Upāli, who was the chief authority on the Vinaya—the disciplinary rules of the Order—was a barber, regarded as one of the basest occupations of the lower classes. Sunīta, who later won arahatship, was a scavenger, another base occupation. In the Order of Nuns were Puṇṇā and Puṇṇikā, both slave girls. According to Mrs. C.A.F. Rhys Davids, 8.5% of the number of those nuns who were able to realize the fruits of their training were drawn from the despised castes, which were mostly illiterate. 
Rājagaha, the capital of the kingdom of Magadha, was one of the first places visited by the Buddha soon after his enlightenment. As a wandering ascetic in the early days of his renunciation, he had promised King Seniya Bimbisāra that he would visit Rājagaha when he achieved the object of his search. King Bimbisāra was overjoyed at the sight of the Buddha, and having listened to his teaching, became a lay follower. His devotion to the Buddha became so ardent that within a few days he offered him his pleasure park, Veluvana, for residence.
Rājagaha during that time was a centre of great learning where many schools of philosophy flourished. One such school of thought had as its head Sañjaya; and among his retinue of two hundred and fifty followers were Upatissa and Kolita, who were later to become Sāriputta and Mahā Moggallāna, the two chief disciples of the Buddha.
One day when Upatissa was walking through the streets of Rājagaha, he was greatly struck by the serene countenance and the quiet, dignified deportment of one of the first disciples of the Buddha, the arahat Assaji, who was on his alms round.
All the strenuous endeavours to achieve perfection that Upatissa had made through many a birth were now on the verge of being rewarded. Without going back to his teacher, he followed the arahat Assaji to his resting place, eager to know whom he followed and what teaching he had accepted.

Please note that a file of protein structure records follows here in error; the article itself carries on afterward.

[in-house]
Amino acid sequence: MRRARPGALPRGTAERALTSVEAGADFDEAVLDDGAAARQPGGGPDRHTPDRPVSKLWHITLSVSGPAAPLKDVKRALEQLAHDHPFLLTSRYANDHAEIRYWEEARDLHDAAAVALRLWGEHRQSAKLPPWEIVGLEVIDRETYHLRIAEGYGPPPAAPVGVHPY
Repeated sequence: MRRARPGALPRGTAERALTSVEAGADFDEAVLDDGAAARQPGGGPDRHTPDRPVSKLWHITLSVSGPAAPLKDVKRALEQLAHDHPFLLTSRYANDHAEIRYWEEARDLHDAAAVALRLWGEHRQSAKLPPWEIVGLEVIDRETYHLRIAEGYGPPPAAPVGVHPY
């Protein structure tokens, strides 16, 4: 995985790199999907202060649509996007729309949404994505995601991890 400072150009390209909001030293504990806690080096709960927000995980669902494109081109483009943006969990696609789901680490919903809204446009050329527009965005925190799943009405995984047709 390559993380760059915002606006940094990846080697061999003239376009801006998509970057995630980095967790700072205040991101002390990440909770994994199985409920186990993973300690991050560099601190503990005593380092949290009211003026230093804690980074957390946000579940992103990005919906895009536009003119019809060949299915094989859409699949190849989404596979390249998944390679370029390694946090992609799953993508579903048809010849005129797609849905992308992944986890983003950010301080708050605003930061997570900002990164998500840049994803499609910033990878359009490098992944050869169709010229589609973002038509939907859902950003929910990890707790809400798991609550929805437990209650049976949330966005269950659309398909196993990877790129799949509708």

“Friend,” said Upatissa, “serene is your countenance, clear and radiant is your glance. Who persuaded you to renounce the world? Who is your teacher? What Dhamma (teaching) do you follow?” The Venerable Assaji, rather reluctant to speak much, humbly said: “I cannot expound the Doctrine and Discipline at length, but I can tell you the meaning briefly.” Upatissa’s reply is interesting: “Well, friend, tell little or much; what I want is just the meaning. Why speak many words?” Then the arahat Assaji uttered a single verse which embraces the Buddha’s entire doctrine of causality:
Ye dhammā hetuppabhavā
Tesaṃ hetuṃ tathāgato āha
Tesaṃ ca yo nirodho
Evaṃvādi mahā samaṇo.
Whatever from a cause proceeds, thereof
The Tathāgata has explained the cause,
Its cessation too he has explained.
This is the teaching of the Supreme Sage. (Vinaya Mahāvagga)
Upatissa instantly grasped the meaning and attained the first stage of realization, comprehending:
“whatever is of the nature of arising, all that is of the nature of ceasing”
(yaṃ kiñci samudayadhammaṃ sabbaṃ taṃ nirodhadhammaṃ).
With a heart full of joy, he quickly went back to his friend Kolita and told him of his meeting with the arahat and of the teaching he had received. Kolita, too, like Upatissa, instantly gained the first stage of realization, having heard the Dhamma from his friend. Thereon both of them approached Sañjaya and asked him to follow the Buddha. But afraid of losing his reputation as a religious teacher, he refused to do so. Upatissa and Kolita then left Sañjaya—much against his protestations—for the Veḷuvana monastery and expressed their wish to become followers of the Buddha. The Buddha gladly welcomed them saying, “Come, monks, well proclaimed is the Dhamma. Live the holy life for the complete ending of suffering.” He admitted them into the Order. They attained deliverance and became the two chief disciples.
Another great one who joined the Order during the Buddha’s stay at Veḷuvana was the brahmin sage Mahā Kassapa, who had renounced great wealth to find the way to deliverance. It was the Venerable Mahā Kassapa, three months after the Buddha’s passing away (parinibbāna), who called up the convocation of arahats (the First Council), at the Sattapaṇṇi Cave near Rājagaha under the patronage of King Ajātasattu, to collect and codify the Dhamma and Vinaya.